Globalization, Urban Planning and Cosmopolitanism in Shanghai, China (1978-2004)


This document was processed and submitted to the university institutional repository, the Pace Digital Commons, on January 16, 2007.

Document Type



My research topic started with an umbrella question: What is the nature of modern urban development in China, especially in the major cities, and its potentially destabilizing effects on Chinese society? The focus of my research involved the exploration of the nature of modern Chinese urban development vis-a-vis the effect of participation of businesses (namely MNCs), governments (various levels, from central to municipal), and finally the public (in China, popularly known as the common folk). This project took me to Shanghai, China in summer 2005. My methodology, admittedly unrefined, was to explore academic literature (especially primary sources in Shanghai), and to explore the urban landscape of Shanghai where I spoke with locals so as to gather a more well-rounded understanding of the situation. Through compounding and analyzing statistics, I found that the pace of urban development, guided by Chinese government and corporate collaboration, often led to the exclusion of the greater public in decision-making, thereby contributing to a growing resentment that was concealed through media censorship and control of immigration. However, this potentially destabilizing force was somewhat offset through government actions, sometimes in the form of economic relief and other times, through brute force.

Since the topic covers an extensive range of possible areas for further exploration, it was extremely difficult to obtain all the required information to fully substantiate this thesis in the time given (i.e. Summer 2005). I fully intend to use this project as a springboard for a future research in my graduate studies. Furthermore, having graduated from Pace, I am now employed and have recently been assigned to my company's office in Beijing. I am now formulating other views and perspectives that will be useful to refining my thesis. In brief, I have contemplated using the transformation of the Chinese city, from 1st to 2nd tier cities and from old neighborhoods into private, luxury residences, to symbolize the emergence of new "class boundaries" within the socialist system. To aid this analysis, I may also perform a brief exploration into the importance of land ownership across cultures.

Due to the scale of the topic I intended, and still intend, to research, I often found myself overwhelmed and obstructed by various agents, including unfamiliarity with the chinese archival and academic system and the red tape that had to be circumvented to obtain information. This was not only frustrating, but also obstructive to the progress of my research. Needless to say, there was somewhat of a learning curve involved. However, due to Dr. Joseph Lee's presence on-site in Shanghai, I received invaluable assistance and guidance through my two months in China. Furthermore, I was able to establish relations with several Shanghainese professionals, mostly through Dr. Lee's introduction. Back in New York, I also received significant assistance and guidance from Dr. Salerno. who helped me hone my ideas and refine my methods of analysis. I found his book, "Landscape of Abandonment," particularly useful and may use it to reinforce some of my theories behind the process of urban development in China. Overall, my experience with this paper reinforced my desire to continue with my graduate studies in Urban Planning. Thanks to the efforts and contributions of my faculty mentors as well as various individuals I have met through the course of this project plus the Presidential Grant Committee at Pace, I believe that I will be able to execute this undertaking successfully.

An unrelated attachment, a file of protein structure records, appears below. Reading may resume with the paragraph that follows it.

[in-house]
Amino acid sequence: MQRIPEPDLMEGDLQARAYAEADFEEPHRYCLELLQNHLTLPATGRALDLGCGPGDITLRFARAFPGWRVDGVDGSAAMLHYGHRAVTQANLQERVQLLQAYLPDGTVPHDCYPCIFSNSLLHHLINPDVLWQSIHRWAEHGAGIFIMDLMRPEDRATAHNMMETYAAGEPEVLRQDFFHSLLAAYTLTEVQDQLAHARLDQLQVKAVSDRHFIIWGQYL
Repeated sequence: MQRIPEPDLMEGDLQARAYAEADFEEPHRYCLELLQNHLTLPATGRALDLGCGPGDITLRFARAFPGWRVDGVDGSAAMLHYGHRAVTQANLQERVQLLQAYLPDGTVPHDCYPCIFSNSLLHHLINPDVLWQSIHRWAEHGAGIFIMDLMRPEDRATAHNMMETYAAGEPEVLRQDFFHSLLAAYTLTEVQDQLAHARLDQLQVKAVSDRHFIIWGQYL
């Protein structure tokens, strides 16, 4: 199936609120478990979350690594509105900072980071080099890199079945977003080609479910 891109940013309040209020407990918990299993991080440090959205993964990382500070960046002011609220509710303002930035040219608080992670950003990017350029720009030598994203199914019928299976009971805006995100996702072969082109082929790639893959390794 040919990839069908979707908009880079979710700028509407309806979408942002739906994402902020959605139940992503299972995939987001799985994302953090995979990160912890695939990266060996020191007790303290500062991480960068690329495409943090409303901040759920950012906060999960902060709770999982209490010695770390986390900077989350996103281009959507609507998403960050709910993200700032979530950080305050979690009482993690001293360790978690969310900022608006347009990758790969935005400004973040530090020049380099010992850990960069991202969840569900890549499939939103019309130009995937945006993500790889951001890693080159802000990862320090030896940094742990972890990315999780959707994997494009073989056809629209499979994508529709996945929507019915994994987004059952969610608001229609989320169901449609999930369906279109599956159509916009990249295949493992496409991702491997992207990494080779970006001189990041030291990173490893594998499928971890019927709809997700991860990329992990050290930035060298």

Information about the Student Author

Class of 2006, Major: Sociology

Summary of Research Experience

See above for the combined abstract and summary of research experience.

Dissemination of Results

Due to personal and work commitments in Singapore and China, I have been unable to follow up on the dissemination of my paper, though I was informed by my advisors before my departure from the U.S. that they intended to submit it for publication and conferences after further editing. However, this has been problematic due to my commitments at home and at work as well as the fact that I am now operating in a time zone that is 12 hours ahead of New Yok. Still, I apologize for my lack of enterprise on this issue.

Faculty Mentor

Dr. Roger Salerno, Professor of Sociology (Primary) and Dr. Joseph Tse-Hei Lee, Associate Professor of History (Secondary)

This document is currently not available here.